Conventional weapons

The term refers to means of warfare generally employed in armed conflicts. The term distinguishes this class of weapons from weapons of mass destruction (i.e., nuclear, chemical and biological/bacteriological weapons). International humanitarian law bans or restricts certain conventional weapons to protect civilians from their indiscriminate effects and to spare combatants from suffering superfluous injuries that serve no military purpose. As a consequence, specific weapons are forbidden in all circumstances because of their characteristics (e.g. laser weapons), others are governed by restrictions in use (e.g. incendiary weapons) and others can be both prohibited and restricted in use, according to their type and the treaty obligations applicable (e.g. mines).  

See Weapons; MinesIncendiary weaponsLaser weaponsRemnants of war; Cluster munitions; Ammunition; Dum-dum bullets; Non-detectable fragments;



Conventional weapons in general



    CIHL, 80

    CIHL, 81

    CIHL, 82

    CIHL, 83

    CCW Protocol II
    CCW Protocol II (amended, 1996)

    Ottawa Convention

Incendiary weapons

    CIHL, 84-85

    CCW Protocol III

Non-detectable fragments

    CIHL, 79

    CCW Protocol I

Blinding weapons

    CIHL, 86

    CCW Protocol IV

Explosive remnants

    CCW Protocol V




Suggested readings:

KALSHOVEN Frits, “The Conventional Weapons Convention: Underlying Legal Principles”, in IRRC, No. 279, 1990, pp. 510-520.
MATHEWS Robert J., “The 1980 Convention on Certain Conventional Weapons: A Useful Framework Despite Earlier Disappointments”, in IRRC, No. 844, December 2001, pp. 991-1012.
PARKS William H., “Conventional Weapons and Weapons Review”, in YIHL, Vol. 8 (2005), 2007, pp. 55-142.
SANDOZ Yves, “A New Step Forward in International Law: Prohibitions or Restriction on the Use of Certain Conventional Weapons. United Nations Conference on Prohibition or Restrictions of Use of Certain Conventional Weapons”, in IRRC, No. 220, January 1981, pp. 3-18.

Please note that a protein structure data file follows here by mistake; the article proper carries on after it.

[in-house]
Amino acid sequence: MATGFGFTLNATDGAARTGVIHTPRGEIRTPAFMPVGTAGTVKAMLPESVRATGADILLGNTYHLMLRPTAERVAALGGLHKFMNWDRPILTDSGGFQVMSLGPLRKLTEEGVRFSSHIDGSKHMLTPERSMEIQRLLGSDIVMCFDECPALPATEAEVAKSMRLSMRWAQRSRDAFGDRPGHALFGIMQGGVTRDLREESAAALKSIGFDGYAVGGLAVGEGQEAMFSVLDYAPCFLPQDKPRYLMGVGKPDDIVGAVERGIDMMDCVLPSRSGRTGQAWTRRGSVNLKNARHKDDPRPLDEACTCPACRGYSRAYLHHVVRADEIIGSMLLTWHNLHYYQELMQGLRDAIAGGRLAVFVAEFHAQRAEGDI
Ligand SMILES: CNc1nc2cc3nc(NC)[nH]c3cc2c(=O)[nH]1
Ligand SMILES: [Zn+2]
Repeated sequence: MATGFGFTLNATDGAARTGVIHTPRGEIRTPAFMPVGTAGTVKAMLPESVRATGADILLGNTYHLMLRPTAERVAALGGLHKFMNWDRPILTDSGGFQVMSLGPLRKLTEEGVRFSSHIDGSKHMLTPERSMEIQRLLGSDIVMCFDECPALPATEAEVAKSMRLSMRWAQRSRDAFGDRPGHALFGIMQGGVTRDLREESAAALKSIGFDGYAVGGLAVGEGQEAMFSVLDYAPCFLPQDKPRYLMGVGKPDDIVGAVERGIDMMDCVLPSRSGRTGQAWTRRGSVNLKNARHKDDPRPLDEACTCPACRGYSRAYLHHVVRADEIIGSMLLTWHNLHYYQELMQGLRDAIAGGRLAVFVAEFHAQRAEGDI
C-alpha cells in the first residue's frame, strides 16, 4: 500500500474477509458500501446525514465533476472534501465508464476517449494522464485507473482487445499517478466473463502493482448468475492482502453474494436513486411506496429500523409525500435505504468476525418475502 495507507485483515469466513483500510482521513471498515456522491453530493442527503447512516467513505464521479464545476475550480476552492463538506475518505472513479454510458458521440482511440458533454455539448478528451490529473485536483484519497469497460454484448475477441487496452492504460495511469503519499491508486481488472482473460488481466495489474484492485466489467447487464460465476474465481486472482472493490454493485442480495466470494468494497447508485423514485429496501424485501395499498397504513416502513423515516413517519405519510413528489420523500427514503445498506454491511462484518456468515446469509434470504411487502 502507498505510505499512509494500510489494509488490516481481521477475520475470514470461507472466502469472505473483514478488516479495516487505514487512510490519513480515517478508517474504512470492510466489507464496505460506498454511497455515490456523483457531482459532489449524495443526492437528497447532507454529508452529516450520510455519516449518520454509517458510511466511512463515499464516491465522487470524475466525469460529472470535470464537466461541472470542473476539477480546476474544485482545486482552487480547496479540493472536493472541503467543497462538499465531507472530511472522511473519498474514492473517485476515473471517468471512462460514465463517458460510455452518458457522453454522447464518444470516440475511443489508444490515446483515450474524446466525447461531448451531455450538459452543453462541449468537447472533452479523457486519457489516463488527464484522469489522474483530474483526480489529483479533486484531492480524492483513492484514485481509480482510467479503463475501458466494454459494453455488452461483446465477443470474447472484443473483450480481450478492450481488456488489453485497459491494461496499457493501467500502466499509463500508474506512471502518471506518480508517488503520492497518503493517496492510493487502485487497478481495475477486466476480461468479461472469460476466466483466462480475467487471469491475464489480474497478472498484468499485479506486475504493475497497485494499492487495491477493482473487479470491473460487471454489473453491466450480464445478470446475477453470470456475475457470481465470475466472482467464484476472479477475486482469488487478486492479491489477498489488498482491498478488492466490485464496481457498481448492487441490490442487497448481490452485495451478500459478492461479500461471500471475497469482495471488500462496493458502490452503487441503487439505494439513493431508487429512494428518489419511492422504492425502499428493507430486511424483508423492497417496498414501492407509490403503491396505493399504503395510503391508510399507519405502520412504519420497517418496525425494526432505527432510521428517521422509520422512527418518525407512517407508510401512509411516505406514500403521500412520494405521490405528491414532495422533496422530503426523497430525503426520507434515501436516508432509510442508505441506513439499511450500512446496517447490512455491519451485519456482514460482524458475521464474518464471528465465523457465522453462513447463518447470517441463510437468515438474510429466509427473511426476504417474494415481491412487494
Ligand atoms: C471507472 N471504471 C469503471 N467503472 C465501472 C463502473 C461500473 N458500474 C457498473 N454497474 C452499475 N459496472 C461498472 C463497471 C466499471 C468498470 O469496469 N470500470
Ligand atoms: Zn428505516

“Report of the ICRC for the Review Conference of the 1980 UN Conventions on Prohibitions or Restrictions on the Use of Certain Conventional Weapons which may be Deemed to be Excessively Injurious or to Have Indiscriminate Effects”, in IRRC, No. 299, March-April 1994, pp. 123-182.
Further readings:
AUBERT Maurice, “The International Committee of the Red Cross and the Problem of Excessively Injurious or Indiscriminate Weapons”, in IRRC, No. 279, November-December 1990, pp. 477-497.
BRETTON Philippe, “La Convention du 10 avril 1981 sur l’interdiction ou la limitation de certaines armes classiques qui peuvent être considérées comme produisant des effets traumatiques excessifs ou comme frappant sans discrimination”, in AFDI, 1981, pp. 127-146.
COWLING M.G., “The Relationship between Military Necessity and the Principle of Superfluous Injury and Unnecessary Suffering in the Law of Armed Conflict”, in South African Yearbook of International Law, Vol. 25, 2000, pp. 131-160.
DÖRMANN Knut, “Conventional Disarmament: Nothing New on the Geneva Front?”, in GIEGERICH Thomas (ed.), A Wiser Century ?: Judicial Dispute Settlement, Disarmament and the Laws of War 100 Years After the econd Hague Peace Conference, Berlin, Duncker and Humblot, 2009, pp. 143-166.
PROKOSCH Eric, “The Swiss Draft Protocol on Small-Calibre Weapon Systems”, in IRRC, No. 307, July-August 1995, pp. 411-425.